Saturday, January 12, 2013

She said I shouldn't have pulled the plug

Sorry for the delay with my posts. The weather has been wild over here.  We lost internet connection completely yesterday.  (I still had the hotspot on my phone, but it's hard blogging that way.) 
    Here's a picture from my parents' house last night.


The following is a continuation from a previous post:

A Baby in a Laundry Basket

To Recap: I'd been traumatized, by a teenage mother who wouldn't look at her baby, by a grandma who was more concerned with baking than holding her own great-grandchild.  I couldn't get over the baby in the laundry basket, or my friend who turned into her own druggie mother. 

  After I asked about an open adoption, my friend's single line said so much: "I refuse to be like my mom.  She stayed in my life and look what I've turned into."

As I read between the lines, I realized this story applies to so many lives. 

At some point, we've each felt like the teenage mother did. 

Let me explain . . .

    Last week I got another critical email from someone who read The Golden Sky.  She disliked many choices I made. . . .

. . . I pulled my infant son off of life support.  No one really knows how hard it was, except Cade.  People can read my story and feel like they know what should have been done.  But I was the nineteen-year-old who had a kid with defects.  I was the one who tried giving my son a chance instead of aborting him like so many people suggested. It was me. Not them.
    That same woman had a friend who also emailed me, wondering why I stayed with Cade after everything he did when Zeke died.  She just couldn't understand.  And what's funny is that she hadn't read the whole story about my meeting Cade and him sticking with me through Hawaii.  I think she also forgot, Cade was grieving too.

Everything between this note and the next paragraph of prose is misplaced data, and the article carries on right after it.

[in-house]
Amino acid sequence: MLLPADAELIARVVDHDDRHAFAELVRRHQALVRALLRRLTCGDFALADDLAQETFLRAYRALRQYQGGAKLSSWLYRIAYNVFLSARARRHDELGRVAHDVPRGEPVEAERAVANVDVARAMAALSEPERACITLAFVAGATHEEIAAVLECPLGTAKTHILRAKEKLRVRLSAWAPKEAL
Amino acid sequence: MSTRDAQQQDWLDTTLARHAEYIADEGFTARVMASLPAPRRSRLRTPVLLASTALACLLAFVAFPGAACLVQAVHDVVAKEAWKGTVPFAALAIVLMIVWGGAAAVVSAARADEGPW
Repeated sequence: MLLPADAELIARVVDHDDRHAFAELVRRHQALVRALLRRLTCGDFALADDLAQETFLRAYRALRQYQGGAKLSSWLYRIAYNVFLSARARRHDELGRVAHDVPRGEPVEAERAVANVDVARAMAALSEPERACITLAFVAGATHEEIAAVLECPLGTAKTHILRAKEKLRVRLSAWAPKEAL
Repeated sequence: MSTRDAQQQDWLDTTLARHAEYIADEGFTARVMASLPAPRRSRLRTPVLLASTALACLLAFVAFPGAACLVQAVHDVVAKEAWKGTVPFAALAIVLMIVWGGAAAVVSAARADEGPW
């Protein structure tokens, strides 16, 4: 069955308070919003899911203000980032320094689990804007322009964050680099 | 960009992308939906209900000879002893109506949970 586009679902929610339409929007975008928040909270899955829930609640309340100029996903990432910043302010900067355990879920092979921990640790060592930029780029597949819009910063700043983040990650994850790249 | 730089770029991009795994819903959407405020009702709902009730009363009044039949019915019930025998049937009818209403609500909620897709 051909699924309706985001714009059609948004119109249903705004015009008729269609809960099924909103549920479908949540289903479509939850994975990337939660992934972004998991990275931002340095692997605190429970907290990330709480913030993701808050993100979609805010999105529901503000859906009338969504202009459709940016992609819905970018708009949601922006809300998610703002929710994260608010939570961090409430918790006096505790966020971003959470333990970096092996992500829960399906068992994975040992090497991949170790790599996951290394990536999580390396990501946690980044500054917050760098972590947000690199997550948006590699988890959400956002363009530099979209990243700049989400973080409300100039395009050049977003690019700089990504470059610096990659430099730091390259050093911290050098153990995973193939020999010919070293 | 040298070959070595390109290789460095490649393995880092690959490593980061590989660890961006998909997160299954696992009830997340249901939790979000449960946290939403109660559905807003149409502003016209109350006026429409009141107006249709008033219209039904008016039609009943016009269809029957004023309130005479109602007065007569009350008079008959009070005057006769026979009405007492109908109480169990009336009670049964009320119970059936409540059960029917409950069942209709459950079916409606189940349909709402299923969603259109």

Despite everything, those emails tore through me.  
    It's hard releasing a journal for the public to read.  It exposed everything though, all those choices I made, some bad and good. I did the best I could with what I had.  That doesn't make the criticism less painful though.
    As I sipped some coffee and stared out the snowy window, I remembered the teenage mother's story.  She'd been fifteen, had a baby, been lost and felt alone.  Yet she'd put the baby up for a closed adoption.  The community judged her harshly and so did I.  We couldn't understand how someone could make such poor choices after her own mother died of an overdose.
    As I remembered though, tears filled my eyes.  She had been so brave.  And despite everyone's judgmental opinions, she stopped the cycle of pain by doing something right.
    I remembered her face when I said, "Maybe I should see the baby.  Did you have a boy or a girl?"
    "Don't know.  Don't care," she said.
    "What?  You don't know?"  I couldn't imagine her not caring, but maybe that's because she did care.
  Looking back, I know she gave up the baby, realizing if she got attached, things could go terribly wrong
    I don't know how she's doing or where she is.  Deep down I'm worried she kept doing drugs.  I imagine her the way she was in seventh grade, beautiful and happy.  I also imagine her baby in a loving home, not knowing all the pain drugs caused for generations in their birth family.
    I read the emails again, people judging me harshly.  And all the sudden it didn't matter quite so much what anyone thought.  All of us have felt like others don't understand our actions; in that respect my friend and I are not alone.  
    I knew what I needed to do, and I did what was right.  That's all there is to it.

For more info about the book I've been writing about, please go HERE.